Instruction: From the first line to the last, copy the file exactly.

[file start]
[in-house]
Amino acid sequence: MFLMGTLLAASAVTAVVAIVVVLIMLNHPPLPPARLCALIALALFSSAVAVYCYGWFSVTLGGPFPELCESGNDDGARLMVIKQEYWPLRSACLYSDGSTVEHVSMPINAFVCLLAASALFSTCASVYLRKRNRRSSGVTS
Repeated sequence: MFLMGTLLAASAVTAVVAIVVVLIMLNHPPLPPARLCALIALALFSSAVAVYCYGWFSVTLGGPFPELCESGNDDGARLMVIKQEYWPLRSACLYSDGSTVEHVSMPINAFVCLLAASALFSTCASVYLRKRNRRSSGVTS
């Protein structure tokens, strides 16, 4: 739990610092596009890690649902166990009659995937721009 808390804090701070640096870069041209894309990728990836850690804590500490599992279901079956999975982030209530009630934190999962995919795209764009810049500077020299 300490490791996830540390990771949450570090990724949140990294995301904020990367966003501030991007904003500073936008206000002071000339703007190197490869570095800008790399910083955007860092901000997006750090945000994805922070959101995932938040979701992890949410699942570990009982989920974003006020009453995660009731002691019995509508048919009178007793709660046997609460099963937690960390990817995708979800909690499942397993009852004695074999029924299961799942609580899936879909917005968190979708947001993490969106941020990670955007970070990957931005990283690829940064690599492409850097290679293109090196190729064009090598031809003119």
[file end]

[in-house]
Amino acid sequence: MFLMGTLLAASAVTAVVAIVVVLIMLNHPPLPPARLCALIALALFSSAVAVYCYGWFSVTLGGPFPELCESGNDDGARLMVIKQEYWPLRSACLYSDGSTVEHVSMPINAFVCLLAASALFSTCASVYLRKRNRRSSGVTS
Repeated sequence: MFLMGTLLAASAVTAVVAIVVVLIMLNHPPLPPARLCALIALALFSSAVAVYCYGWFSVTLGGPFPELCESGNDDGARLMVIKQEYWPLRSACLYSDGSTVEHVSMPINAFVCLLAASALFSTCASVYLRKRNRRSSGVTS
């Protein structure tokens, strides 16, 4: 739990610092596009890690649902166990009659995937721009 808390804090701070640096870069041209894309990728990836850690804590500490599992279901079956999975982030209530009630934190999962995919795209764009810049500077020299 300490490791996830540390990771949450570090990724949140990294995301904020990367966003501030991007904003500073936008206000002071000339703007190197490869570095800008790399910083955007860092901000997006750090945000994805922070959101995932938040979701992890949410699942570990009982989920974003006020009453995660009731002691019995509508048919009178007793709660046997609460099963937690960390990817995708979800909690499942397993009852004695074999029924299961799942609580899936879909917005968190979708947001993490969106941020990670955007970070990957931005990283690829940064690599492409850097290679293109090196190729064009090598031809003119």